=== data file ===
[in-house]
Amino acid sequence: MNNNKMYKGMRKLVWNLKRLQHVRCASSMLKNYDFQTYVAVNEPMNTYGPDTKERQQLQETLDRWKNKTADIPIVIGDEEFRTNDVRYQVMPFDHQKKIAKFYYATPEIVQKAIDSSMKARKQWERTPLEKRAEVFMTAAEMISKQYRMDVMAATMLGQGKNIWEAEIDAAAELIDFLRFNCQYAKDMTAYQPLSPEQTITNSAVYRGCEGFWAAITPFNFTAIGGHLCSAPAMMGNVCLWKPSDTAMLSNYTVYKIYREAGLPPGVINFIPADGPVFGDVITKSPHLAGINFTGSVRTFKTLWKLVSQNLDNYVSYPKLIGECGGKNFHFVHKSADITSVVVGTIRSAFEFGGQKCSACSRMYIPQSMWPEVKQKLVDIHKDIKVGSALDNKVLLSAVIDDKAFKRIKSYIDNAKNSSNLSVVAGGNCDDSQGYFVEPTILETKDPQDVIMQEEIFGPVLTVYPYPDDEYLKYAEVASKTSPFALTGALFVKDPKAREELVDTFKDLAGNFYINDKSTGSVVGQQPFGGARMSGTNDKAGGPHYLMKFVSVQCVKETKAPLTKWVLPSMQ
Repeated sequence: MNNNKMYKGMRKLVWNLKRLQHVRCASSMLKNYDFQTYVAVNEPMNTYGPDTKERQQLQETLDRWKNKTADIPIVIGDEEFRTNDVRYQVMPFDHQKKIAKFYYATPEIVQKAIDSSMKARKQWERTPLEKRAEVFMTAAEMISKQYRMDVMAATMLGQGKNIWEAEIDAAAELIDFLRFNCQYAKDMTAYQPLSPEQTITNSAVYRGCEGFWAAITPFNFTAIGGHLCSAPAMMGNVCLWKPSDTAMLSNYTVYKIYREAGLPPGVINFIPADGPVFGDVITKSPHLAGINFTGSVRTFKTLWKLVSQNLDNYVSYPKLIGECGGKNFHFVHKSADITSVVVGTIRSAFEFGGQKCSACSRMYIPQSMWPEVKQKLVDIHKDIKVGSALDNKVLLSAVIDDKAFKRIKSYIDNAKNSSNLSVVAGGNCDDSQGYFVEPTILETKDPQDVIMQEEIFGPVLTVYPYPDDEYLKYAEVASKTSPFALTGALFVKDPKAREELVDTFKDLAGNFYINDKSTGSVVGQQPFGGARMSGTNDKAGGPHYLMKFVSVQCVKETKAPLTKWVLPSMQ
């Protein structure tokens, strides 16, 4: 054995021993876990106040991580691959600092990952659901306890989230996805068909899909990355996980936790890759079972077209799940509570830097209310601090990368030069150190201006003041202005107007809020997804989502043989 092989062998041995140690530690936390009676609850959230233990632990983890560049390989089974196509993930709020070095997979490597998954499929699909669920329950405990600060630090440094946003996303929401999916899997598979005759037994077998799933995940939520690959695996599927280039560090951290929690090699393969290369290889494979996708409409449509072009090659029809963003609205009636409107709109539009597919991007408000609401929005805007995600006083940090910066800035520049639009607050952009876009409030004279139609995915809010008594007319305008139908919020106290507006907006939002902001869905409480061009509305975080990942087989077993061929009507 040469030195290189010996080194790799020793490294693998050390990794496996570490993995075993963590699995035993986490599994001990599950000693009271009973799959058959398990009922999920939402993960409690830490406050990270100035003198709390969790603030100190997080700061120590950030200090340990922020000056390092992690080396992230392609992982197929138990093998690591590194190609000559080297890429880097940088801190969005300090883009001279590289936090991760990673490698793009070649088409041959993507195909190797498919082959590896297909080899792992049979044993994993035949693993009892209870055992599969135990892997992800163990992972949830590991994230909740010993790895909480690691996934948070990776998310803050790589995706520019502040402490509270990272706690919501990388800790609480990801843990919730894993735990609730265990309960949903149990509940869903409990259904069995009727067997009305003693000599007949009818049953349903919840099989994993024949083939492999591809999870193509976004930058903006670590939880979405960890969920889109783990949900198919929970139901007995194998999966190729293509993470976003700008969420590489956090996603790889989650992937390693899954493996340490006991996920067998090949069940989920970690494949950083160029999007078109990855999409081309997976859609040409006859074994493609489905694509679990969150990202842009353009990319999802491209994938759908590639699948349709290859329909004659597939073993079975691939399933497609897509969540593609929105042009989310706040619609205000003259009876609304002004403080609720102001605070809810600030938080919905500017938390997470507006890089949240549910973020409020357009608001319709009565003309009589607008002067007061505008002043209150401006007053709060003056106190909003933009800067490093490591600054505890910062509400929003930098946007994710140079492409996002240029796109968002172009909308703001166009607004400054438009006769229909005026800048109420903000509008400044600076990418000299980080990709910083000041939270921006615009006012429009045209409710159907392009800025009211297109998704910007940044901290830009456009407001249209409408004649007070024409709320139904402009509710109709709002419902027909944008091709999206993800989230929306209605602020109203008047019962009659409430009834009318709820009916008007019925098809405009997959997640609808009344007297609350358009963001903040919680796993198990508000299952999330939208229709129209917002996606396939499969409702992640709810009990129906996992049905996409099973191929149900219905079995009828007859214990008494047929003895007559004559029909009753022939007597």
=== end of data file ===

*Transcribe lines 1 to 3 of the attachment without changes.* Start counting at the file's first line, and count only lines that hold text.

[in-house]
Amino acid sequence: MNNNKMYKGMRKLVWNLKRLQHVRCASSMLKNYDFQTYVAVNEPMNTYGPDTKERQQLQETLDRWKNKTADIPIVIGDEEFRTNDVRYQVMPFDHQKKIAKFYYATPEIVQKAIDSSMKARKQWERTPLEKRAEVFMTAAEMISKQYRMDVMAATMLGQGKNIWEAEIDAAAELIDFLRFNCQYAKDMTAYQPLSPEQTITNSAVYRGCEGFWAAITPFNFTAIGGHLCSAPAMMGNVCLWKPSDTAMLSNYTVYKIYREAGLPPGVINFIPADGPVFGDVITKSPHLAGINFTGSVRTFKTLWKLVSQNLDNYVSYPKLIGECGGKNFHFVHKSADITSVVVGTIRSAFEFGGQKCSACSRMYIPQSMWPEVKQKLVDIHKDIKVGSALDNKVLLSAVIDDKAFKRIKSYIDNAKNSSNLSVVAGGNCDDSQGYFVEPTILETKDPQDVIMQEEIFGPVLTVYPYPDDEYLKYAEVASKTSPFALTGALFVKDPKAREELVDTFKDLAGNFYINDKSTGSVVGQQPFGGARMSGTNDKAGGPHYLMKFVSVQCVKETKAPLTKWVLPSMQ
Repeated sequence: MNNNKMYKGMRKLVWNLKRLQHVRCASSMLKNYDFQTYVAVNEPMNTYGPDTKERQQLQETLDRWKNKTADIPIVIGDEEFRTNDVRYQVMPFDHQKKIAKFYYATPEIVQKAIDSSMKARKQWERTPLEKRAEVFMTAAEMISKQYRMDVMAATMLGQGKNIWEAEIDAAAELIDFLRFNCQYAKDMTAYQPLSPEQTITNSAVYRGCEGFWAAITPFNFTAIGGHLCSAPAMMGNVCLWKPSDTAMLSNYTVYKIYREAGLPPGVINFIPADGPVFGDVITKSPHLAGINFTGSVRTFKTLWKLVSQNLDNYVSYPKLIGECGGKNFHFVHKSADITSVVVGTIRSAFEFGGQKCSACSRMYIPQSMWPEVKQKLVDIHKDIKVGSALDNKVLLSAVIDDKAFKRIKSYIDNAKNSSNLSVVAGGNCDDSQGYFVEPTILETKDPQDVIMQEEIFGPVLTVYPYPDDEYLKYAEVASKTSPFALTGALFVKDPKAREELVDTFKDLAGNFYINDKSTGSVVGQQPFGGARMSGTNDKAGGPHYLMKFVSVQCVKETKAPLTKWVLPSMQ